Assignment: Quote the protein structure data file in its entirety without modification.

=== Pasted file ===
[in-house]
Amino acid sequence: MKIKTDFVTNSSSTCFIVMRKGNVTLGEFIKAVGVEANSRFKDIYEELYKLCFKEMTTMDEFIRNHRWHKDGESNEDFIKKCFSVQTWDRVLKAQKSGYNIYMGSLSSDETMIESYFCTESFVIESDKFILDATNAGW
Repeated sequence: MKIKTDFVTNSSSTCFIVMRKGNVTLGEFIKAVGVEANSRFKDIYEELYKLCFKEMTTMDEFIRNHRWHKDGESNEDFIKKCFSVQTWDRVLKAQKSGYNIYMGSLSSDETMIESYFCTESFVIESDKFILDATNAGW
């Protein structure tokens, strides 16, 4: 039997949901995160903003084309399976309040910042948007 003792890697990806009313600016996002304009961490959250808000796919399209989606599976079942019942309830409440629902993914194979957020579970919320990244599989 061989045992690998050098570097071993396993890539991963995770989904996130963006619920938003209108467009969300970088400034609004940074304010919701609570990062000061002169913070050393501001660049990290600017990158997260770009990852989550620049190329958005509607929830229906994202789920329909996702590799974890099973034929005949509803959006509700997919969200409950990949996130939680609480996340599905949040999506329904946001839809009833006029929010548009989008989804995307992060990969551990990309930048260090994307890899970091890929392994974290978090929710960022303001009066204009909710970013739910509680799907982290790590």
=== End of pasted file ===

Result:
[in-house]
Amino acid sequence: MKIKTDFVTNSSSTCFIVMRKGNVTLGEFIKAVGVEANSRFKDIYEELYKLCFKEMTTMDEFIRNHRWHKDGESNEDFIKKCFSVQTWDRVLKAQKSGYNIYMGSLSSDETMIESYFCTESFVIESDKFILDATNAGW
Repeated sequence: MKIKTDFVTNSSSTCFIVMRKGNVTLGEFIKAVGVEANSRFKDIYEELYKLCFKEMTTMDEFIRNHRWHKDGESNEDFIKKCFSVQTWDRVLKAQKSGYNIYMGSLSSDETMIESYFCTESFVIESDKFILDATNAGW
């Protein structure tokens, strides 16, 4: 039997949901995160903003084309399976309040910042948007 003792890697990806009313600016996002304009961490959250808000796919399209989606599976079942019942309830409440629902993914194979957020579970919320990244599989 061989045992690998050098570097071993396993890539991963995770989904996130963006619920938003209108467009969300970088400034609004940074304010919701609570990062000061002169913070050393501001660049990290600017990158997260770009990852989550620049190329958005509607929830229906994202789920329909996702590799974890099973034929005949509803959006509700997919969200409950990949996130939680609480996340599905949040999506329904946001839809009833006029929010548009989008989804995307992060990969551990990309930048260090994307890899970091890929392994974290978090929710960022303001009066204009909710970013739910509680799907982290790590």